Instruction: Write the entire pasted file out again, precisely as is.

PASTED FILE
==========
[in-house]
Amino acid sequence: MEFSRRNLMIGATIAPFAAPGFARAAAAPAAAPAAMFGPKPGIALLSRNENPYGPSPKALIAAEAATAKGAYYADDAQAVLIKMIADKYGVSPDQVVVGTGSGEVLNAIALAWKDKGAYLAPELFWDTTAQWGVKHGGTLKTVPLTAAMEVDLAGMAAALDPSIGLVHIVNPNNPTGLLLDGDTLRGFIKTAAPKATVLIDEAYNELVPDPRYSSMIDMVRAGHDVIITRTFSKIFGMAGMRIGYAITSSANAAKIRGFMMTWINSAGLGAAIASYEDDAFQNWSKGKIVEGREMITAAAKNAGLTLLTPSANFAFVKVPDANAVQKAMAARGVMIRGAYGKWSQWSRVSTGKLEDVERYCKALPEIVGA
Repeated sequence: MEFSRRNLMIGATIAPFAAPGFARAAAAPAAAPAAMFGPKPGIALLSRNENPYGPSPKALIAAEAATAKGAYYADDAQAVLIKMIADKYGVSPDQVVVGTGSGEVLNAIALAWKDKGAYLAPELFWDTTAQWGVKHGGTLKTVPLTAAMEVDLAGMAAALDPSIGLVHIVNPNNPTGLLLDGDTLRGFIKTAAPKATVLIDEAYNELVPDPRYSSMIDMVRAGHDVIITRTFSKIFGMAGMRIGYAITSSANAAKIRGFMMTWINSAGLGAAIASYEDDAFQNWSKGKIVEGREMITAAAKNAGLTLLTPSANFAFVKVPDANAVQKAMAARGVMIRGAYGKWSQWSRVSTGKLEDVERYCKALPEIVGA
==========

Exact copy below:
[in-house]
Amino acid sequence: MEFSRRNLMIGATIAPFAAPGFARAAAAPAAAPAAMFGPKPGIALLSRNENPYGPSPKALIAAEAATAKGAYYADDAQAVLIKMIADKYGVSPDQVVVGTGSGEVLNAIALAWKDKGAYLAPELFWDTTAQWGVKHGGTLKTVPLTAAMEVDLAGMAAALDPSIGLVHIVNPNNPTGLLLDGDTLRGFIKTAAPKATVLIDEAYNELVPDPRYSSMIDMVRAGHDVIITRTFSKIFGMAGMRIGYAITSSANAAKIRGFMMTWINSAGLGAAIASYEDDAFQNWSKGKIVEGREMITAAAKNAGLTLLTPSANFAFVKVPDANAVQKAMAARGVMIRGAYGKWSQWSRVSTGKLEDVERYCKALPEIVGA
Repeated sequence: MEFSRRNLMIGATIAPFAAPGFARAAAAPAAAPAAMFGPKPGIALLSRNENPYGPSPKALIAAEAATAKGAYYADDAQAVLIKMIADKYGVSPDQVVVGTGSGEVLNAIALAWKDKGAYLAPELFWDTTAQWGVKHGGTLKTVPLTAAMEVDLAGMAAALDPSIGLVHIVNPNNPTGLLLDGDTLRGFIKTAAPKATVLIDEAYNELVPDPRYSSMIDMVRAGHDVIITRTFSKIFGMAGMRIGYAITSSANAAKIRGFMMTWINSAGLGAAIASYEDDAFQNWSKGKIVEGREMITAAAKNAGLTLLTPSANFAFVKVPDANAVQKAMAARGVMIRGAYGKWSQWSRVSTGKLEDVERYCKALPEIVGA